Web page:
We often think of it as “an old person problem”, but being duped by a money scam can happen to anyone. And, in some cases, you may not be aware you’re a victim, or that the scam is part of a much more elaborate scheme. In this case, we’re talking about a money mule scheme.
A mule is a person who is involved in transferring money or illegal goods for someone else— typically illegal and part of criminal activity. (Picture mules carrying saddlebags of money and gold during the Gold Rush, and you get the idea of where the term comes from.)
In most cases, mules know what they’re doing and that it’s illegal. Drug mules, for example, strap illegal substances to their bodies and try to sneak through airports; money mules willingly help thieves move cash around in exchange for a hefty fee. These are bad guys who know what they’re doing.
However, the most recent financial scams are creating money mules out of the most unknowing suspects. It’s no longer uncommon for someone to become a money mule by accident, having been roped into sending money that’s part of an elaborate money-laundering operation.
The FBI and other law enforcement agencies have recently stepped up efforts to crack down on money mule schemes, and it’s something you need to be aware of.
The Set-Up (and why it’s so different and dangerous than ever before)
It all starts with a bad acting job: a lonely American serviceman looking for love on a dating website who needs money to come visit, a lucrative work-from-home job offer that first involves setting up bank accounts to accept money from “clients” to then send to a boss overseas, an email that appears to be from you and tricks your accounting department into receiving money and paying bills that didn’t really exist. The possible set-ups are endless.
We typically think that when such scams occur, it’s a one-victim crime. Someone got duped out of a few thousand bucks, and that’s that. But, here’s the danger in the new scam: The middlemen — the victims — can actually take part in criminal activity by accepting illegal proceeds in bank accounts and sending them off to a third party. That’s money laundering, and it’s a crime. Fall victim to it, and you could be held accountable.
(The Better Business Bureau estimates there may be a million romance fraud victims in the United States alone, with $1 billion in losses reported in the United States and Canada over a three-year period. Romance fraud victims were pulled into money mule schemes in 20%-30% of those cases according to this 2019 report which also details multiple money mule schemes. )
Again, here’s the problem: When police become aware of a scheme, they first turn to whoever's name is on the bank account. They follow the money first.
OK, but why is my CPA warning me about this?
As CPAs, we sit in a unique position to spot these schemes and help those who may have fallen victim to them. We also have a voice, the ability to warn our clients and the public about these scams and how they can protect themselves.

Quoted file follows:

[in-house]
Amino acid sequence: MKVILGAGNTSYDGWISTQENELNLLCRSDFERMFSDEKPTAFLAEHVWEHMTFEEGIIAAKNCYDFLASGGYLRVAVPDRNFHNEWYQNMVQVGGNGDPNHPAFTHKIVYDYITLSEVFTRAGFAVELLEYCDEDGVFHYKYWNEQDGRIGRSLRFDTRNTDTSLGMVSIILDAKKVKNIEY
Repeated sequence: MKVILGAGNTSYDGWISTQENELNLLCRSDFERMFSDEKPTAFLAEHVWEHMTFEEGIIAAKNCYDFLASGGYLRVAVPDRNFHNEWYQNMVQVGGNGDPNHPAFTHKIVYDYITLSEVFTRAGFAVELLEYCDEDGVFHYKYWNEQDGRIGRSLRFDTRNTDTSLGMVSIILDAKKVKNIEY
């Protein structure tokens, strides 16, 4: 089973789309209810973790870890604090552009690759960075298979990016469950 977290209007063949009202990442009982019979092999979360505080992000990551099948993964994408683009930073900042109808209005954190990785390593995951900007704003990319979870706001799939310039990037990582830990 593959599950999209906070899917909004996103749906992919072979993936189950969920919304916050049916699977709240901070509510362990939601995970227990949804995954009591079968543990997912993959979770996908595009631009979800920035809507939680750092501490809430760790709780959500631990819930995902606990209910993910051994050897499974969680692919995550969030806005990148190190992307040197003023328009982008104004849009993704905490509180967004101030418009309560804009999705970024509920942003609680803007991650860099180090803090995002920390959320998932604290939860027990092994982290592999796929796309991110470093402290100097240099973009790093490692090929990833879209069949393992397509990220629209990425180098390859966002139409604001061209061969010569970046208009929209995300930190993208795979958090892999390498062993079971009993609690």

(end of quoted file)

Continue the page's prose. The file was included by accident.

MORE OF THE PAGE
Here’s what we want you to know:
1. If it seems too good to be true, it probably is.
If someone is luring you into a job by suggesting you can make money doing almost nothing, that’s a sign things aren’t right.
If an online romance becomes overly flattering and “serious” very quickly, be aware that a request for money or bank account information isn’t too far behind.
Trust your gut when something feels off.
2. Pay attention to the small details.
Job postings or other communications riddled with misspellings, poor grammar, or unusual uses of the English language are hints that the sender is from outside the country and not the future employer or lonely widower they're posing as. Pay close attention to how offers appear and delete those that are full of mistakes.
3. Seek advice.
If you do receive a request for money or offer that seems like it might be okay but you’re worried it’s not, call us. We promise no judgment. We are happy to answer questions and help you spot sketchy scenarios.
4. Protect your aging family and friends.
While anyone can fall victim to these schemes, aging adults are particularly susceptible. As we age, detecting and avoiding sophisticated scams becomes more difficult, especially as these schemes become more technologically advanced. When we are young, we have the opportunity to protect our parents, friends, and other aging family members.
We urge you to keep watch over the finances of friends and relatives in their golden years and help them make financial decisions. Having open discussions could help them avoid fraudulent schemes and protect their retirement savings.
5. Practice safe financial practices.
Never give, loan, or accept money from online suitors, especially if that money will go to a third party you've never met. Never share bank information or open up accounts for other people. Protect your banking and credit information from unknown persons at all costs.
With the right steps, you can protect yourself and your loved ones from the constant onslaught of financial scams -- including money mule schemes.